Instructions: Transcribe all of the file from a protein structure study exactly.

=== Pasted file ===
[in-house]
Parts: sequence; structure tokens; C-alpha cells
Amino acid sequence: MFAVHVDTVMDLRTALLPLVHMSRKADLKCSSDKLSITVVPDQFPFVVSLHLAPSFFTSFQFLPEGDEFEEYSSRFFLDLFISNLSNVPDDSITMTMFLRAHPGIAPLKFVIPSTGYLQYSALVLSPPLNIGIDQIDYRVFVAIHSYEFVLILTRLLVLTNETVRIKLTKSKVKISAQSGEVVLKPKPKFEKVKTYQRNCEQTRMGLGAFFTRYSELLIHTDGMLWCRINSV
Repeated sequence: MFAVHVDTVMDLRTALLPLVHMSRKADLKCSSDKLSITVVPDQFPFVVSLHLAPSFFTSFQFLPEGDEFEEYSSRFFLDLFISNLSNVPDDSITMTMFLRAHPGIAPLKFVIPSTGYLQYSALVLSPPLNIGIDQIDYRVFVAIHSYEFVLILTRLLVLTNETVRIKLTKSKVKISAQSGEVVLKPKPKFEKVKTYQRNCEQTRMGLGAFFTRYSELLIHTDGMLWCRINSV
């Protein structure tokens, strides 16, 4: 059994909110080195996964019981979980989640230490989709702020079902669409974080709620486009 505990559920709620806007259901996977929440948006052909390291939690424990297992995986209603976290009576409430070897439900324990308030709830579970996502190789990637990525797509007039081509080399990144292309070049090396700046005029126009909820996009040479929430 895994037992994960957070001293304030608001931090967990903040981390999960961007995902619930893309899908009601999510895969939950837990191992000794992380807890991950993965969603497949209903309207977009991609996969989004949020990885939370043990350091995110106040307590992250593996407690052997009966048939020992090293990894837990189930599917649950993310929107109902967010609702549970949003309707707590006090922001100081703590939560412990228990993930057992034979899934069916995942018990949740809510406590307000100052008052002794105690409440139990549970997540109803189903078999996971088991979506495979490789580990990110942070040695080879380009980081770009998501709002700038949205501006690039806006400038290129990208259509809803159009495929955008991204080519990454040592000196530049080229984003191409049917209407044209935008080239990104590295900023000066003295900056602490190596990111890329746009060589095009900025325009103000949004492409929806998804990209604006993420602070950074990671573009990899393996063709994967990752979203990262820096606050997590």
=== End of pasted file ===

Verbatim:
[in-house]
Parts: sequence; structure tokens; C-alpha cells
Amino acid sequence: MFAVHVDTVMDLRTALLPLVHMSRKADLKCSSDKLSITVVPDQFPFVVSLHLAPSFFTSFQFLPEGDEFEEYSSRFFLDLFISNLSNVPDDSITMTMFLRAHPGIAPLKFVIPSTGYLQYSALVLSPPLNIGIDQIDYRVFVAIHSYEFVLILTRLLVLTNETVRIKLTKSKVKISAQSGEVVLKPKPKFEKVKTYQRNCEQTRMGLGAFFTRYSELLIHTDGMLWCRINSV
Repeated sequence: MFAVHVDTVMDLRTALLPLVHMSRKADLKCSSDKLSITVVPDQFPFVVSLHLAPSFFTSFQFLPEGDEFEEYSSRFFLDLFISNLSNVPDDSITMTMFLRAHPGIAPLKFVIPSTGYLQYSALVLSPPLNIGIDQIDYRVFVAIHSYEFVLILTRLLVLTNETVRIKLTKSKVKISAQSGEVVLKPKPKFEKVKTYQRNCEQTRMGLGAFFTRYSELLIHTDGMLWCRINSV
């Protein structure tokens, strides 16, 4: 059994909110080195996964019981979980989640230490989709702020079902669409974080709620486009 505990559920709620806007259901996977929440948006052909390291939690424990297992995986209603976290009576409430070897439900324990308030709830579970996502190789990637990525797509007039081509080399990144292309070049090396700046005029126009909820996009040479929430 895994037992994960957070001293304030608001931090967990903040981390999960961007995902619930893309899908009601999510895969939950837990191992000794992380807890991950993965969603497949209903309207977009991609996969989004949020990885939370043990350091995110106040307590992250593996407690052997009966048939020992090293990894837990189930599917649950993310929107109902967010609702549970949003309707707590006090922001100081703590939560412990228990993930057992034979899934069916995942018990949740809510406590307000100052008052002794105690409440139990549970997540109803189903078999996971088991979506495979490789580990990110942070040695080879380009980081770009998501709002700038949205501006690039806006400038290129990208259509809803159009495929955008991204080519990454040592000196530049080229984003191409049917209407044209935008080239990104590295900023000066003295900056602490190596990111890329746009060589095009900025325009103000949004492409929806998804990209604006993420602070950074990671573009990899393996063709994967990752979203990262820096606050997590």